Supergirl Twenty-four-year-old Kara Zor-El, who was taken in by the Danvers family when she was 13
after being sent away from Krypton, must learn to embrace her powers after previously hiding them.
The Danvers teach her to be careful with her powers, until she has to reveal them during an unexpected
disaster, setting her on her journey of heroism.
nitially, I would have been ready to vote this one star, just like so many others here; I thought it was trashy. But episodes four and five have completely redeemed it, and given us a glimpse of what this show could be.
There has been some mishandling in general here. Thanks to the incredibly iffy pilot, a lot of the live audience has already been lost.
I would say that this can be regained, if the right cards are played. There is a huge disparity between the quality of the more recent episodes and the first few,
which suggested a vapid show that didn’t seem to be about anything at all. No central focus, Supergirl appearing out of nowhere suddenly, villains getting thrown in and tossed off one by one etc, random conversations that seemed to go nowhere.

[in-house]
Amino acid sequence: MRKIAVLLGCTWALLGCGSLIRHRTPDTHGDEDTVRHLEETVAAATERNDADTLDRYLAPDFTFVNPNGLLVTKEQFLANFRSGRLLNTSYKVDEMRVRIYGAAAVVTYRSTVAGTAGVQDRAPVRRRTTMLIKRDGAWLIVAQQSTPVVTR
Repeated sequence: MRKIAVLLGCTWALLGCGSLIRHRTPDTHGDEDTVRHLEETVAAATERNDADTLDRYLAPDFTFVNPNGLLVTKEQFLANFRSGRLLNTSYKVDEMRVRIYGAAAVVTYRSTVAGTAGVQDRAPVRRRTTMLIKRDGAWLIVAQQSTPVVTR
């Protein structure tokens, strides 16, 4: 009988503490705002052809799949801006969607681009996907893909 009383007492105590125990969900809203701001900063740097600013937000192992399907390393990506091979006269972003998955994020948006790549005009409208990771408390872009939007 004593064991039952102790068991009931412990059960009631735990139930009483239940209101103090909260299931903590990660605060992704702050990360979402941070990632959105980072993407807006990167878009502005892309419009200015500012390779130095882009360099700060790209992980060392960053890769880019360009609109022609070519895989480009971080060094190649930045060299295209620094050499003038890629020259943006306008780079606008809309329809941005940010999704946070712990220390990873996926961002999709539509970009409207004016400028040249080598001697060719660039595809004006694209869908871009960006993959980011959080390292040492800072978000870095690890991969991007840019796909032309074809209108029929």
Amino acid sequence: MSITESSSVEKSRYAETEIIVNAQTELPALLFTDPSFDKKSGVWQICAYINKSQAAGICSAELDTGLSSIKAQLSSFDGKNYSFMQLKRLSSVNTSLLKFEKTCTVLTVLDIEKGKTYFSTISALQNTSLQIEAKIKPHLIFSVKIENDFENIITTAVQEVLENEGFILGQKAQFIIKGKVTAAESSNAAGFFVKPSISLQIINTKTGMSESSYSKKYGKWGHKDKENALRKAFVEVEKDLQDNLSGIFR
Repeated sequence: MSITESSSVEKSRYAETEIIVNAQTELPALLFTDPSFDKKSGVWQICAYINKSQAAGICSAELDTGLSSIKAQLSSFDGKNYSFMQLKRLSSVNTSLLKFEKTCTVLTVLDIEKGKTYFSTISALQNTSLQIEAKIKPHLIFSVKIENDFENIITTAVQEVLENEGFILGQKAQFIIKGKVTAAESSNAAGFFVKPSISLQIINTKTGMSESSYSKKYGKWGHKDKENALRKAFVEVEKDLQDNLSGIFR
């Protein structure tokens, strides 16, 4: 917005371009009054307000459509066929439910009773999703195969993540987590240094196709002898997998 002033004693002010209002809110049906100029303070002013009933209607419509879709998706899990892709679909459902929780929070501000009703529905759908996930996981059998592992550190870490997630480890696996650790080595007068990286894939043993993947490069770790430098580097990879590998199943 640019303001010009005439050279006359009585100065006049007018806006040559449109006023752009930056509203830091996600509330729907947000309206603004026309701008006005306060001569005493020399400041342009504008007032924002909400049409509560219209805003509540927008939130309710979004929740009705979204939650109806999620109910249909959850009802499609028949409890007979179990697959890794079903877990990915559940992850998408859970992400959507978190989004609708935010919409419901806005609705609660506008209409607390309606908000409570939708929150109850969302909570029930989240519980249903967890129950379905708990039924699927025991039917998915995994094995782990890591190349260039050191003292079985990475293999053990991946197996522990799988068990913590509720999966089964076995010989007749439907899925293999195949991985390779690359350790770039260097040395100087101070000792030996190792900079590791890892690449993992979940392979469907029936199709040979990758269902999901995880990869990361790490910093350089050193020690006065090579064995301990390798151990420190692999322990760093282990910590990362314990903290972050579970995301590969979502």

All that’s gone now. We have great dialogue, a cast that’s working well together. Melissa is fantastic, getting better as the show goes on. Supergirl as a character hasn’t been presented this strongly before. The 1984 version certainly had some good moments, but this show is really outdoing it now.
Helen Slater is great. The rest of the cast is working well too, and Peter Facinelli is being built up to be a great villain. The growing dynamic between Cat and Supergirl is surprising, intelligently written and interesting. Again, what once seemed simple and insipid, has expanded quickly into new dimensions.